Author: Paula Danziger
Illustrator: G. Brian Karas
Publisher: G.P.Putnam’s Sons, 2014
Age: 4-8 Themes: babies, brothers, jealousy Opening: “Isn’t he the sweetest little baby brother?” Mom asks. She’s making silly faces at Daniel. Daniel has gunk all over his face. He looks like he spit up a space blob. “He’s just a Barfburger Baby,” I whisper to myself.
Summary: (from my library catalog) Five-year-old Jonathon is not pleased when neighbors and relatives come to visit and admire his new baby brother.
I like this book because: I was on the lookout for new baby/siblings books, as one of my Storytime gang is expecting a baby sister next year. This one would be a good choice if my little friend were just a year older, but it touched me, even if I have no recollection of my own little brother being born (and I was not there first!). It’s a poignant, funny and beautifully written story depicting the stark reality of navigating a new world where all the attention is no longer on you! And I am a HUGE fan of Karas’ work, which is what made me pick this book out in the first place. Just look what he can do with dots for eyes!
Resources/Activities: I asked my Storytime gang what kind of objects we could hand to a baby by drawing them out (they also loved watching me draw and guessing what the next object would be): a comb? A bottle? A teddy bear? An apple? A tree? We also talked about how our behavior has to change in the presence of a very new baby, and what we will be able to teach a baby.
For more Perfect Picture Book Friday picks with teacher/parent resources, check out the list on Susanna Hill’s blog HERE.
Author/Illustrator: Matthew Cordell Publisher: Feiwel and Friends, 2012 Age: 3-7 Themes: brothers, imitation, family life Opening: For four glorious years, Davy had Mom and Dad all to himself. Summary: (from my library’s catalog) Davy the sheep wishes he had time alone with his parents, as he did before his 12 brothers came along and started imitating his every move, but when his wish comes true Davy misses playing with the youngsters.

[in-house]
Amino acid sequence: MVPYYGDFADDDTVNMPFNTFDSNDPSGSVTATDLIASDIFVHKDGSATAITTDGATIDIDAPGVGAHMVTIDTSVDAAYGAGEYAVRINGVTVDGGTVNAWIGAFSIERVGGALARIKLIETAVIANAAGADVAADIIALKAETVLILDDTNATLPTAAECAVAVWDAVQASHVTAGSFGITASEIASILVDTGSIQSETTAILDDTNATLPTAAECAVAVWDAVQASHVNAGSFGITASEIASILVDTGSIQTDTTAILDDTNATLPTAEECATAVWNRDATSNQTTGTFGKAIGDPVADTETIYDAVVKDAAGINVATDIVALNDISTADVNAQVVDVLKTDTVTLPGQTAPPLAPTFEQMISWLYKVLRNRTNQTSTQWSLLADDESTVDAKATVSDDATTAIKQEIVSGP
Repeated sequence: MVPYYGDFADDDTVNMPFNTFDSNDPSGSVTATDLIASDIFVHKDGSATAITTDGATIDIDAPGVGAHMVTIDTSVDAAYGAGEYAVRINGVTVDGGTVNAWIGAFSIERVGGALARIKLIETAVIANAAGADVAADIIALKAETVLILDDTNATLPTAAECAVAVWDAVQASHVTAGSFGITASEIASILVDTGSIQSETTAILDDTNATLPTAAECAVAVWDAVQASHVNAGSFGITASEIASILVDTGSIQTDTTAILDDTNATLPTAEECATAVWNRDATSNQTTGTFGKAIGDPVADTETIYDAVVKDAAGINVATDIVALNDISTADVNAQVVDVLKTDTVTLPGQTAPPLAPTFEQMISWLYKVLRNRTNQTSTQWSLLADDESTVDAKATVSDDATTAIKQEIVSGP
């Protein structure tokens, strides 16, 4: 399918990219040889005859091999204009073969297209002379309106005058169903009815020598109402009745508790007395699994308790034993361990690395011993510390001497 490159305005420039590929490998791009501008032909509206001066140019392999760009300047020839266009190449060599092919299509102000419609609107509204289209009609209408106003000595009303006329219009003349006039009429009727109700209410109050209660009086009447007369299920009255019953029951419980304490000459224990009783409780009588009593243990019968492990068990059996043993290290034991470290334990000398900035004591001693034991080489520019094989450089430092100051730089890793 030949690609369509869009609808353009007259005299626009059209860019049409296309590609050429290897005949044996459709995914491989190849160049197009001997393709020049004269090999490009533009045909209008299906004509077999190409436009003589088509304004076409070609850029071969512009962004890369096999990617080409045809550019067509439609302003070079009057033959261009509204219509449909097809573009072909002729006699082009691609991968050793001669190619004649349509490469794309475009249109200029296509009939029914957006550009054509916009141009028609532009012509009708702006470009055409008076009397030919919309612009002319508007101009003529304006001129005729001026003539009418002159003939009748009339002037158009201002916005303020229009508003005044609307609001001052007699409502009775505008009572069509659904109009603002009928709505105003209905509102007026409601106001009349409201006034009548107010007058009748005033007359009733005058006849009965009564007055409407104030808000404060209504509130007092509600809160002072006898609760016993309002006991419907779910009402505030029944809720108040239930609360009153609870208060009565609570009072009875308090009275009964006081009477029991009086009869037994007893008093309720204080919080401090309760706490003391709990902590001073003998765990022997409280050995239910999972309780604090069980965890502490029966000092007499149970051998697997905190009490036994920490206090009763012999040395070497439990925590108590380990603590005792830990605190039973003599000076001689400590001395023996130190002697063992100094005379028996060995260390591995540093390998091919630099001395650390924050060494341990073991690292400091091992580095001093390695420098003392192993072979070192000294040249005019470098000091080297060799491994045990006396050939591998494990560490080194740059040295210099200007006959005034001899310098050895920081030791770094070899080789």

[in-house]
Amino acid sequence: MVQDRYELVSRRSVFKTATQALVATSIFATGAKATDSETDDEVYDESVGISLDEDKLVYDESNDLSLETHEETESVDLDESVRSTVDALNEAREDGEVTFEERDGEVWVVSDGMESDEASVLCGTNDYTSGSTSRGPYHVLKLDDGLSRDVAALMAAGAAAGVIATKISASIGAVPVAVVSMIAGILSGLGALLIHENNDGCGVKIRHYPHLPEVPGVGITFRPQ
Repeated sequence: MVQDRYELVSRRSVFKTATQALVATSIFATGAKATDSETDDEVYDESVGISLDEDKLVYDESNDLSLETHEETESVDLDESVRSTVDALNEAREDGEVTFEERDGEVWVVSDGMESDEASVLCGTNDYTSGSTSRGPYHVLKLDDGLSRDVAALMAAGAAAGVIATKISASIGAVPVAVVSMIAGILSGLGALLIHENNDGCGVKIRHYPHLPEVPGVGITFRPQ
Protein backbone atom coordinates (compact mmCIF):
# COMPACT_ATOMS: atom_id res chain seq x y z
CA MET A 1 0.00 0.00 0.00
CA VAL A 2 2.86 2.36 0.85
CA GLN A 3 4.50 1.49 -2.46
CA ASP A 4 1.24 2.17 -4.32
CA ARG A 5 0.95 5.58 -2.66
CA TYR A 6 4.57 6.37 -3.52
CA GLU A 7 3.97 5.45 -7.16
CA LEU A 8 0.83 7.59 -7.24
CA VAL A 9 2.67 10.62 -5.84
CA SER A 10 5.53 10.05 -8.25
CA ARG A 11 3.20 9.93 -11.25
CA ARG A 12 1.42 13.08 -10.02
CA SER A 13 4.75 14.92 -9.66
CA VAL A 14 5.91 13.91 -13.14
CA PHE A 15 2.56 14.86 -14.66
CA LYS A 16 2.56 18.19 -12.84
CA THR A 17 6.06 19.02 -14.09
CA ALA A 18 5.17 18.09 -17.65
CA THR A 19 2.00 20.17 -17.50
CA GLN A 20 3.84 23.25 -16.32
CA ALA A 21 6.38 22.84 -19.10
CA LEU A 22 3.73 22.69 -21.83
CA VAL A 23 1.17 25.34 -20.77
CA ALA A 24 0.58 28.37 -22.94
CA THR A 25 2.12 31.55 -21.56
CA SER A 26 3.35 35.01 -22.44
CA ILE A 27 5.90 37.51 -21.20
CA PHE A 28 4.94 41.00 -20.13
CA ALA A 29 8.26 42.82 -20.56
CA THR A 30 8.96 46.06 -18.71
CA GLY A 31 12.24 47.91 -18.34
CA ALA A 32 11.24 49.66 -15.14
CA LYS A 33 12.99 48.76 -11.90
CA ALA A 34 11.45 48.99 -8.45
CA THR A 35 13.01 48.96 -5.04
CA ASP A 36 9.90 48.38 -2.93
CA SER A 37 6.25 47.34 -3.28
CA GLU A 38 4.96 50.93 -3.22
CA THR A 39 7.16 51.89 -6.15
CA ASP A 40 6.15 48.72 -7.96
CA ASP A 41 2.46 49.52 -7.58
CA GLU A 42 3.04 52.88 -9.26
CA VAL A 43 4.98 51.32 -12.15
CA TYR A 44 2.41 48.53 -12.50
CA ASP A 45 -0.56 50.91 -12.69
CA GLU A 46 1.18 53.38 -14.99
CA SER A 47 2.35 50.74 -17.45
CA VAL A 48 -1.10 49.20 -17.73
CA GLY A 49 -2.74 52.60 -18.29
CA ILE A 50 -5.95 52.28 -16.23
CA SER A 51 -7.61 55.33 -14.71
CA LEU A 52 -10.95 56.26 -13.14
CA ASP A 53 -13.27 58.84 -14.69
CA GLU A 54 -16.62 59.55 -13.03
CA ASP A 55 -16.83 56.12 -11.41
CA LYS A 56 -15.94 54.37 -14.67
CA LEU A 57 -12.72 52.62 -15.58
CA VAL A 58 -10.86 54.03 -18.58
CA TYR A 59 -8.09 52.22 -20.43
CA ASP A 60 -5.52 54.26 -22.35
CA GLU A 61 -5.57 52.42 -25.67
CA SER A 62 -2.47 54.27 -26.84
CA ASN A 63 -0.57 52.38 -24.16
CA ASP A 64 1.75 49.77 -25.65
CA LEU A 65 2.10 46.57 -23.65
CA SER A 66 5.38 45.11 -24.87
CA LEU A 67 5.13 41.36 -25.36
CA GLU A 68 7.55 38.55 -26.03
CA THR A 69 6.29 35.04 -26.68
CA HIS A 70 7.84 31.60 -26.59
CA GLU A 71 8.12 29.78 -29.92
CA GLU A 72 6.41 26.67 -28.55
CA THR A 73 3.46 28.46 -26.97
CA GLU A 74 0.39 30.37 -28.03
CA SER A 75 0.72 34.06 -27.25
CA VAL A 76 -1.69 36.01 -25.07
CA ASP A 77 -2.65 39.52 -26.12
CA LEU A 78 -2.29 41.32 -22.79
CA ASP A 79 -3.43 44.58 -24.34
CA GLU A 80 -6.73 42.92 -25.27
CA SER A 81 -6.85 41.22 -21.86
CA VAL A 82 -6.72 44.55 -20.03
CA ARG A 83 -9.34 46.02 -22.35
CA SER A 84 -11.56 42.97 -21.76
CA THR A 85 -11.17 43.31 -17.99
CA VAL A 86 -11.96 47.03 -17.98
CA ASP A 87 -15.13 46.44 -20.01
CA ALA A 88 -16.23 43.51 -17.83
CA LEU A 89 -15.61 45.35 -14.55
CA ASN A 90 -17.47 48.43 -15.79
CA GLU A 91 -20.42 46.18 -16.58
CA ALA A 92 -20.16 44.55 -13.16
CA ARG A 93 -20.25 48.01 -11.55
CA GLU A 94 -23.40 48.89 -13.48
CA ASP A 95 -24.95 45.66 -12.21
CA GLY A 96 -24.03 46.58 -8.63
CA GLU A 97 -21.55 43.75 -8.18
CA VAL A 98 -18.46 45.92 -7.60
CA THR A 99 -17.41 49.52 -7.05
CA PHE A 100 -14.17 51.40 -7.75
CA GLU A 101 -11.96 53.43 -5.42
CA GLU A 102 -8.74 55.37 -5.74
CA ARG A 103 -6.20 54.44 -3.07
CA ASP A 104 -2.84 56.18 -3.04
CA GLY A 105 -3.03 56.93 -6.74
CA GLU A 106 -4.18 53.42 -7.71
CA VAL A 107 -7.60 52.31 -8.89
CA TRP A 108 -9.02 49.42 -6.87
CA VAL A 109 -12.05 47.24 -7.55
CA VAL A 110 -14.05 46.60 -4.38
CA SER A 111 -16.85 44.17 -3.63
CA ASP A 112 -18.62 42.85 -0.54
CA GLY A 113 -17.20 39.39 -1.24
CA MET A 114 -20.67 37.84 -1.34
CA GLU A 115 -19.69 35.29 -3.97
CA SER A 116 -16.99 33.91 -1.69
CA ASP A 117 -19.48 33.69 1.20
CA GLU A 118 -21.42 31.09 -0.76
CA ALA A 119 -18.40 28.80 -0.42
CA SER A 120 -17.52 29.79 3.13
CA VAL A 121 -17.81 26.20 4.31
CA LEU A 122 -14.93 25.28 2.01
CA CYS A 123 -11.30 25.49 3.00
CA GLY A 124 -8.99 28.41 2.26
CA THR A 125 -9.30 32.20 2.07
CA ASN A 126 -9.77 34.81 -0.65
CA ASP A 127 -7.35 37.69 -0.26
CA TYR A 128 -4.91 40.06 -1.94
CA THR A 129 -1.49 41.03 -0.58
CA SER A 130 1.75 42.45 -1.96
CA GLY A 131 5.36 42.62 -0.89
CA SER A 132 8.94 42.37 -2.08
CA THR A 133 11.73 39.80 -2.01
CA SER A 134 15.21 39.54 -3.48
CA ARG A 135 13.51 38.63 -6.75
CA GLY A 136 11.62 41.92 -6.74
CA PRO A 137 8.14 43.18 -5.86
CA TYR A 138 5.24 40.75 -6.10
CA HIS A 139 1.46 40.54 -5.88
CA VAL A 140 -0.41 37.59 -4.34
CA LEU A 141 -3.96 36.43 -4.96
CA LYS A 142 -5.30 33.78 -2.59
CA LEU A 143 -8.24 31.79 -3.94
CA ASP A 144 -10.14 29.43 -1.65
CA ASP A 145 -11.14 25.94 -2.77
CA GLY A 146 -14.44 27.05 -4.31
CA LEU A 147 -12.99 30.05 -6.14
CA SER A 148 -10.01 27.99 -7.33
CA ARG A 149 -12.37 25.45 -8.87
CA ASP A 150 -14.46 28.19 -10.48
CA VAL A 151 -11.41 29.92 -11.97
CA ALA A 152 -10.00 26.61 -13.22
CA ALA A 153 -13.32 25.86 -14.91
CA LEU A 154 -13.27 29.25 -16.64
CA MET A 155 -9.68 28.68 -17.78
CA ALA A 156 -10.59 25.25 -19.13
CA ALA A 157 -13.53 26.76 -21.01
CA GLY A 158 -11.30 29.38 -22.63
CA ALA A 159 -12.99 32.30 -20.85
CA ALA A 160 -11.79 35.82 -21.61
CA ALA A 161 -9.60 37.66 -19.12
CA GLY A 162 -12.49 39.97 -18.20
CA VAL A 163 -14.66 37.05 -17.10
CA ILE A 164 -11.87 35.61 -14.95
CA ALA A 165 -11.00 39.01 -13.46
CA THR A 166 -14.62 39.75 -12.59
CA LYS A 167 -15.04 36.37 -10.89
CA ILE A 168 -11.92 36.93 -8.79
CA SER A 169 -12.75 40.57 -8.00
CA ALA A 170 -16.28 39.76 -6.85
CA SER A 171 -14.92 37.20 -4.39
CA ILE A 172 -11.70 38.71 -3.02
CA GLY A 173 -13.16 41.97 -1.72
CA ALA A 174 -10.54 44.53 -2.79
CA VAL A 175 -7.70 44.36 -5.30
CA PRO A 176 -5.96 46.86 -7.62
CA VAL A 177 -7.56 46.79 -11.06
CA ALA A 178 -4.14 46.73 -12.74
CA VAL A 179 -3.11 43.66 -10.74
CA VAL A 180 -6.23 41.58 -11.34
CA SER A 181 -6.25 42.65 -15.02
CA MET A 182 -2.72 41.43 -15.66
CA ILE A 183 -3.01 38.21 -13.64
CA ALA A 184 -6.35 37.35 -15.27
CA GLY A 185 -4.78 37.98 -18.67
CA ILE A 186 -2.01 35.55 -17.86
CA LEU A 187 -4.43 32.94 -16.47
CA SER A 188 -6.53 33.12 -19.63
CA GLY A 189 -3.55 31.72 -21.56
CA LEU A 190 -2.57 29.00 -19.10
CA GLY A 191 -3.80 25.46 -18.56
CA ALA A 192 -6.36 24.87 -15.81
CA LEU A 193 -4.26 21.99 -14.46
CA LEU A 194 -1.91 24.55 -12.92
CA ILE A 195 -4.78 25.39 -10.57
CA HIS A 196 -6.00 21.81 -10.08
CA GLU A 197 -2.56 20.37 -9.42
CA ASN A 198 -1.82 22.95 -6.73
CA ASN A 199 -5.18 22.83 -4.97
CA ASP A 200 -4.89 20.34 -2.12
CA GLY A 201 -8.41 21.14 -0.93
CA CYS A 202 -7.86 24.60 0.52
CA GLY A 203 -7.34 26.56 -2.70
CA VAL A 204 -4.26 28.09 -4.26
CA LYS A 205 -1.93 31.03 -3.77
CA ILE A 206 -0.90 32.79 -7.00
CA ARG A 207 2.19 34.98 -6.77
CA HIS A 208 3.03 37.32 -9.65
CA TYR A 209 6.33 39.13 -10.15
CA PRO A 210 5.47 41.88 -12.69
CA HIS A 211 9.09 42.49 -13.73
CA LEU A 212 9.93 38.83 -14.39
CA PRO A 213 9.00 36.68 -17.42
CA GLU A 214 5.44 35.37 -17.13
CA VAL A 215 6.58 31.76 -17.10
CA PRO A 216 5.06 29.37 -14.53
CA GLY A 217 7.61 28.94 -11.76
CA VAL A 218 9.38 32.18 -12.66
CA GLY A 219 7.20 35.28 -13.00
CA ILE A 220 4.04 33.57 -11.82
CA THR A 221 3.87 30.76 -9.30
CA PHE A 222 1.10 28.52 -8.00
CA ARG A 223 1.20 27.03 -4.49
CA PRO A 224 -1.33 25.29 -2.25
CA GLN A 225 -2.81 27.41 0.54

Why I like this book: I was won over immediately by the cover, but Davy’s headband sealed it! A great character and though the situation is one often portrayed in books, the uniqueness comes with the amplification: 12 brothers! There is so much to notice in what looks like sparse illustrations – and all of it is hysterical! LOVE this book!
Resources/Activities: Lots of good questions for a discussion: How many siblings do you have? Are you the oldest, middle or youngest? Do you have step-siblings? What kinds of things do you enjoy doing together? What things would you rather do alone?
For more Perfect Picture Book picks with teacher/parent resources, check out the list on Susanna Hill’s blog HERE.
Publisher: Harper Collins, 1996, 1st ed. Ages: 4 and up Themes: humorous stories, siblings, alchemy Opening:Magnus Bede, the famous alchemist, and his happy-go-lucky wife, Eutilda, thought they had a harmonious family. But their older son Yorick, considered little Charles a first-rate pain in the pants, always occupied with something silly. Summary: (from my library catalog) An apprentice alchemist finds that his despised kid brother is the only one who can help him when he concocts a potion which makes him the size of a peanut.
I like this book because: who hasn’t dreamed of altering ourselves only to realize it might not be an easy thing to live with? Or to transform one’s own siblings, or a school bully? That’s why it’s so fun to watch Charles enjoy this happening to Yorick from the safety of the sofa!
Resources/activities: play a thinking game that Steig enjoyed with his family: What Would You Rather Be? (taken from the contribution of Maggie Steig in THE ART OF WILLIAM STEIG. Get the book. Read it!) Ask questions like, What would you rather be, a tree or a flower and have students explain why (it lives longer; it’s prettier). And read the book: Which Would You Rather Be?, illustrated by Harry Bliss
Today’s tidbit: Steig’s older brother Irwin gave William his first painting lessons. His younger brother Arthur later founded an art-supply manufacturing firm whose products were widely used by artists and graphic designers, including William.